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What Not to Say to Someone Giving a Talk
Published on December 11, 2011 by Sara Foss

I gave a talk the other day to a friends of the library group affiliated with a local university. I don't enjoy public speaking, although I generally find it interesting and rewarding. Which might explain why I always accept invitations to speak to groups. I don't get a lot of them, so that makes it easier. Anyway, my speech the other day, which focused on my job as a reporter and column writer, went fairly well.

What I didn't appreciate, though, was having the person who introduced me essentially say that nobody in the audience reads the newspaper for which I work. Now, this could very well be true ... that I was invited to speak to a group of people who are almost completely unfamiliar with my paper. I have no way of knowing. But even if it is true ... why would you say that in your introduction? Why wouldn't you just omit that part? Out of politeness, you know. Of course, if someone says something like that in an introduction, you have to understand that you're dealing with a person who has no idea that they're being rude. Also, how hard is it to give an introduction that's informed and complimentary? Take a half hour, and put together something that doesn't make you sound like an idiot. After all, the person giving the speech probably spent some time preparing to speak to you - you could do the same for her.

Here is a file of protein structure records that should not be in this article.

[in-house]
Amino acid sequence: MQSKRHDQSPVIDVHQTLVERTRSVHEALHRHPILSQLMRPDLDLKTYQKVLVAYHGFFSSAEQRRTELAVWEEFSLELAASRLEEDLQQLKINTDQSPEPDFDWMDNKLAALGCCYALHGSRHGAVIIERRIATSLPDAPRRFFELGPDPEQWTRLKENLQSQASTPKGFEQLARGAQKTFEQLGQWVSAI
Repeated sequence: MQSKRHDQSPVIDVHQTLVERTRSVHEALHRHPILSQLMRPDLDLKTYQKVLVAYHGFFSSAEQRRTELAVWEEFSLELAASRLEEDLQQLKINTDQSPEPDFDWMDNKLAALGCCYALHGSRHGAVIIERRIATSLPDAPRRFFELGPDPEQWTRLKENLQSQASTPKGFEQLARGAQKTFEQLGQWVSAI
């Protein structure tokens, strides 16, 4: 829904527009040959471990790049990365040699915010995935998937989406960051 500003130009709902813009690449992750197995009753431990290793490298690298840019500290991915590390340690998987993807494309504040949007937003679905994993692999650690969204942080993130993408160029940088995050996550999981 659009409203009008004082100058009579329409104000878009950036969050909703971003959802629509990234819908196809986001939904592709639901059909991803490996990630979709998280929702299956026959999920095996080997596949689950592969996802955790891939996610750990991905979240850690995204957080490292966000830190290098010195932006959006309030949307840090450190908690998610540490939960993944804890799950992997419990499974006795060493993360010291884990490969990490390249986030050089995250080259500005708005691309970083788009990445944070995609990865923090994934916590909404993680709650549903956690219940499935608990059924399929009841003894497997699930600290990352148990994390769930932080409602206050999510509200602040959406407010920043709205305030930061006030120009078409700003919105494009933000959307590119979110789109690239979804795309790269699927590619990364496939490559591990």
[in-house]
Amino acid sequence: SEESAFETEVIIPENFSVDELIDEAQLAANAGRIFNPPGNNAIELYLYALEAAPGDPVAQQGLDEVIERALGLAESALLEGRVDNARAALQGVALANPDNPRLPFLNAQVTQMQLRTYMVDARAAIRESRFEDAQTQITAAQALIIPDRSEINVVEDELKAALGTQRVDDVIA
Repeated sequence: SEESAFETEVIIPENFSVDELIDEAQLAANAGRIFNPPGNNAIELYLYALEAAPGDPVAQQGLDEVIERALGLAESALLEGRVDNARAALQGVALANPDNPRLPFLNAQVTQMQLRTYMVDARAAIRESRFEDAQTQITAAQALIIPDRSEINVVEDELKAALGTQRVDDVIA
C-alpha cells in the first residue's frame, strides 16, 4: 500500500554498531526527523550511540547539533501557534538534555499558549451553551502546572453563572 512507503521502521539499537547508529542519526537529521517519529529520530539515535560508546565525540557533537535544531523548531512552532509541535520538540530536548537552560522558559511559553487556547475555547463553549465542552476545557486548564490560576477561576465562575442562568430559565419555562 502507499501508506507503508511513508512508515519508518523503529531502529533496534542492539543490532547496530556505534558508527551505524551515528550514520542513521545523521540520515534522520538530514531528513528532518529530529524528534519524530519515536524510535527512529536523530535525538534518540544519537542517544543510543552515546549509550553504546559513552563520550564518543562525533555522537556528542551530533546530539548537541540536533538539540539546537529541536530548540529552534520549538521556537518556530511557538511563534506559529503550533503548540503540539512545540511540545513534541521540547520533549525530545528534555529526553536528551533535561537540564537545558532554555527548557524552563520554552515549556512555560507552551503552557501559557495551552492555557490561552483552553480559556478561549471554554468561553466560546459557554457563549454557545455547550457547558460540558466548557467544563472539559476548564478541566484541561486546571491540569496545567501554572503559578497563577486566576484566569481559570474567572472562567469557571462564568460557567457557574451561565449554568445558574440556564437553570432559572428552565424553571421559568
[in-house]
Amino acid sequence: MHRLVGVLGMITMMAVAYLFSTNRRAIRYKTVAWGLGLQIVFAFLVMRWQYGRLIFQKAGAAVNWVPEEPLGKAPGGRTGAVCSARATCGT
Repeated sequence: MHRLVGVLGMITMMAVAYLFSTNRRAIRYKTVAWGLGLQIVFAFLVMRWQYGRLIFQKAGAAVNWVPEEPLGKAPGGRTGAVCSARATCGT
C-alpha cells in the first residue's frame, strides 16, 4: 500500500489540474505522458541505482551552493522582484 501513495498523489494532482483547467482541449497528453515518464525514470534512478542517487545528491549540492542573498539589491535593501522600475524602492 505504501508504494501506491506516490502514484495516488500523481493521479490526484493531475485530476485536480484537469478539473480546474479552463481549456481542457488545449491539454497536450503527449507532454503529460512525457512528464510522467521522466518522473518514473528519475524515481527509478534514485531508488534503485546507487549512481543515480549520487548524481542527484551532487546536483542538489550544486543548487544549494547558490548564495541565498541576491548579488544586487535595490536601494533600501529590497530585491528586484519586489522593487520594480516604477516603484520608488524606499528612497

Also, after I've finished a talk, I don't really need to hear critical feedback. Just say, "Good job," or "Thank you." If you didn't like the talk, that's fine. Just don't tell me. It was free, after all, and there were cookies - it's not like you spent a fortune to listen to me, and you were free to leave at any time. Even if your criticism is correct, I don't want to hear it. I'm just relieved the speech is over, and am plotting my escape. In this case, the criticism was: "You should try not to say 'you know' so much." Yeah, you're probably right. But you know what? I don't want to hear it. What's fascinating about post-speech criticism is that it always comes from old men, under the guise of friendly advice. They mean well, but really. Sometimes honesty is not the best policy.

 

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